BRYAN EMERSON: REFRESHED AND WISER
Byline: Rose Apodaca Jones
LOS ANGELES — If life is a movie, and, in these parts, it’s not unrealistic to think of it as such, gold-label designer Bryan Emerson is onto her sequel.
She’s banking that the lessons learned will make this go-round better than the original. What’s more, after 15 years in the business, which included shuttering production temporarily in 1998, Emerson is back and ready to roll.
She has her sights set on slinking her signature bias slip dresses onto the “directors or directors’ wives who aren’t interested in wearing Armani or Versace” to the upcoming Golden Globes and other awards events dominating everyone’s schedule here for the next three months.
A national sales force is in place, poised to double the current 100 doors in the next two years. Volume is expected to be about $1 million this year. Buyers will preview summer when market week begins here Friday, and fall when the line shows at Coterie in New York next month.
Today, the company’s “financially solid,” Emerson added, referring to the break in business two years ago. Although brief, the experience of losing her backer at a time when her Beverly Boulevard boutique had completed a successful first year, coinciding with the end of her first marriage, left her reevaluating her next step.
“I’d been doing it all for 12 years — designing, selling, marketing. It finally caught up with me,” she recalled.
The equestrian enthusiast retreated to Santa Fe, N.M., but soon local retailers she’d befriended encouraged her to get back into the dress business. It took only a couple of months to recharge — and realize she was happiest doing her line. Before year’s end, she returned to Los Angeles, called some of her former employees and rehung her shingle.
Today, headquarters is a 4,000-square-foot building filled with production and an in-house crew of 12, off one of the city’s theater districts on Santa Monica Boulevard. “I am so ready,” she said.
The movie metaphor extends beyond life. Emerson looks the part. Her platinum tresses and cherry lips, creme satin sheaths and the multiple strands of pearls she loves to wear are vintage Hollywood. Four small pooches — three shelties and a miniature Yorkie — each decked at the neck with a bandanna, scamper around her, settling in on the sofa or near her lace-up boots.
She describes the 1920 Craftsman home she shares with her new husband of five months as “old Hollywood,” having draped the eclectic and antique furnishings with yards of the luxurious Italian panne velvets, silk charmeuses and chiffons that have become staples in her line. The soft slip dresses, feather-and-velvet-trimmed dusters and long French Chantilly lace scarves, retailing from $200 to $1,000, also evoke Jean Harlow’s Hollywood.
“The flowing softer shapes feel sexier to me than something that’s tight on the body. I buy these softer fabrics because I love them,” she continued, “and because they are conducive to softer shapes. I don’t do constructed bodies.”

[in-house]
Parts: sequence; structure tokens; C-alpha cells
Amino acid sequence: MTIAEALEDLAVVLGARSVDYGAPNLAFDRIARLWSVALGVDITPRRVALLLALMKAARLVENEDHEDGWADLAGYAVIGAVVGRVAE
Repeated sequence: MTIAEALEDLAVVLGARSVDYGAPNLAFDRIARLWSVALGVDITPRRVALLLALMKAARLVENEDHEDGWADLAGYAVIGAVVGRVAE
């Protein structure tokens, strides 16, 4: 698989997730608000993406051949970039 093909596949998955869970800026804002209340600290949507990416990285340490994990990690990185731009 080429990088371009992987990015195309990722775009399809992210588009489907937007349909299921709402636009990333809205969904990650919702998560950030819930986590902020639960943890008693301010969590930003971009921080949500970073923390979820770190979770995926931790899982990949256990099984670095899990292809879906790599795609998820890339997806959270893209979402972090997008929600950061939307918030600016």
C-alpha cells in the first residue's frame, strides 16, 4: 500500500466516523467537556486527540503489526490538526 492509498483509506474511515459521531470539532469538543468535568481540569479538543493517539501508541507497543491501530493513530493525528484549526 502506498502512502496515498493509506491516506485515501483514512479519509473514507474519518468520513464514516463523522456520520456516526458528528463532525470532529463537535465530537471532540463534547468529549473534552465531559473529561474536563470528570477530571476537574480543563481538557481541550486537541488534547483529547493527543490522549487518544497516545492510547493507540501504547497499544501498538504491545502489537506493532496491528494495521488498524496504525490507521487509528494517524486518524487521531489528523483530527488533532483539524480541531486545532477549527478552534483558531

For summer, the line leads with a silk chiffon and silk crepe inspired by Thirties-era scarf prints in orchid yellow, turquoise, black and coral. Asymmetrical layering of tanks, tea-length ruffled skirts and dresses make it “the kind of special occasion dressing where you might wear a hat,” she suggested. Her creme and white sheaths, in fact, are frequently picked up as bridal gowns during the garden wedding months. She continues to use dead stock and vintage-inspired buttons in glass, carved wood, Korozo nut and bugle beads, calling them “jewelry to the clothes.”
Buttons also continue to be looped. Emerson, who frequently prefaces sentences with the fact that she was self-taught, couldn’t make button holes when she started. But the detail has become a signature and a way of strategically draping the two-sizes-fit-most clothes.
Until offering a second size last spring, her single-size line had also been the favorable end result of having no formal technical education. Key local retailers such as Maxfield and Shauna Stein had immediately scooped up the first collection, and a career was born. Emerson’s line is now available at Gloria S. in Brentwood and Wendy Foster in Santa Barbara, Calif.; Mel & Me, Providence, R.I.; Roz and Sherm, Detroit; Jean Lewis Malloy, Albany, N.Y.; and Tootsies, Dallas.
The new size chart, per retailers’ requests, splits into a 1 for small and 2 for large, working for most women size 4 to 12. “A medium customer has to decide how she wants the clothes to fit her.”
She has also refocused on the creative end with the arrival last August of Leslie Gallin, an industry veteran from New York with sales, merchandising and marketing experience from Escada, Pauline Trigere and Geoffrey Beene. Besides national sales, Gallin is working on further developing the brand through channels outside of advertising.
“This business definitely has its ups and downs, but this is what I do,” Emerson said. “I’ll probably do it in some form or another for the rest of my life.”